In Andino v. Mercantile Adjustment Bureau, LLC, No. 14-CV-59-JTC (Feb. 18, 2016), plaintiff brought an action to recover actual and statutory damages under the Fair Debt Collection Practices Act (“FDCPA”) based on defendant’s alleged conduct in attempting to collect a debt incurred by plaintiff’s mother. Upon completion of discovery, defendant moved for summary judgment, contending that plaintiff failed to come forward with evidence rebutting its records showing that it called plaintiff’s telephone number on only two occasions over a 10-day period, a volume and pattern that defendant claimed was insufficient as a matter of law to constitute a violation of the FDCPA.
Observing that “courts have not hesitated to grant defendants summary judgment where the evidence demonstrates an intent to contact debtors rather than an intent to annoy, abuse, or harass them,” the Court found that defendant met its burden on the motion. Turning to whether plaintiff had come forward with specific facts showing a genuine issue for trial, the Court held that plaintiff’s “unresponsive” deposition testimony and “self-serving statements in his unsworn declaration” failed to suggest “anything other than a legitimate effort to collect a debt.” As a result, plaintiff’s complaint was dismissed.
In FTC v. Unified Global Group, LLC, No. 15-CV-422W(F) (Feb. 9, 2016), the FTC brought suit under the Federal Trade Commission Act to enforce the Fair Debt Collection Practices Act, and sought to enjoin defendants’ allegedly deceptive, abusive and unfair debt collection practices, which the FTC claimed had caused consumers to pay millions of dollars to the defendants, resulting in unjust enrichment.
After defendants’ assets were frozen and a receiver was appointed for the corporate defendants, one of the individual defendants filed for bankruptcy under Chapter 11 of the Bankruptcy Code and sought to stay the FTC lawsuit pursuant to the automatic stay provision in 11 U.S.C. §362(a)(1). The Court declined to stay the lawsuit under the “governmental unit” or “police powers” exception to the automatic stay, which applies when a governmental unit is suing a debtor to prevent or stop a violation of anti-fraud, consumer protection, or similar police or regulatory laws, such as the FTC was doing in this case.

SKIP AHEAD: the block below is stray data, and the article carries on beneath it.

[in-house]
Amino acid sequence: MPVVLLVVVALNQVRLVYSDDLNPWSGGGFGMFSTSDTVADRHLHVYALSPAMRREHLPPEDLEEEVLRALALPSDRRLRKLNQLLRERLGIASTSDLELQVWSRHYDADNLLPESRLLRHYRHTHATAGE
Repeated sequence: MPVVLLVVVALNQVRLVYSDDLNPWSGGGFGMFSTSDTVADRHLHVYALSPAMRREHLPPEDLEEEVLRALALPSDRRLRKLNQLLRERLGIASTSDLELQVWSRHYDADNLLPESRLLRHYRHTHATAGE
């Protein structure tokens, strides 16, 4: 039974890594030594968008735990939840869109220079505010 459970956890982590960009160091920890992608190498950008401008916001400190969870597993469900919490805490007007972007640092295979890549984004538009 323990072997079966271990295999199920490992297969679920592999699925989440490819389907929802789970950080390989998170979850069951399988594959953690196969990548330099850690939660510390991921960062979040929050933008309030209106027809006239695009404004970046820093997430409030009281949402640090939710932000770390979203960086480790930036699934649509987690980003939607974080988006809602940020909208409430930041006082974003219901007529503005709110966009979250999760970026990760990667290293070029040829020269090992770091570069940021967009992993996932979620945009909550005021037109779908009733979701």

Interpleader and Attorneys’ Fees
In Metropolitan Life Insurance Co. v. DeSabio, et al., No. 15-CV-691EAW (Feb. 1, 2016), plaintiff filed a complaint in interpleader seeking to deposit the proceeds of a life insurance policy with the Court and discharge plaintiff from further liability pending a determination of the policy’s proper beneficiaries.
After granting plaintiff’s motion seeking that relief, the Court denied plaintiff’s request for an award of attorneys’ fees to be paid from the life insurance proceeds. The Court acknowledged that it possessed equitable discretion to award costs and fees to a disinterested stakeholder who deposits a disputed res into the Court, but noted that, in matters involving the payment of insurance proceeds, an award of attorneys’ fees to an insurer is appropriate only when the incurred expense exceeds the ordinary cost of doing business, which the Court found plaintiff had failed to establish in this case. The Court also was troubled that the requested fees and costs totaled nearly 7% of the amount of life insurance proceeds at stake.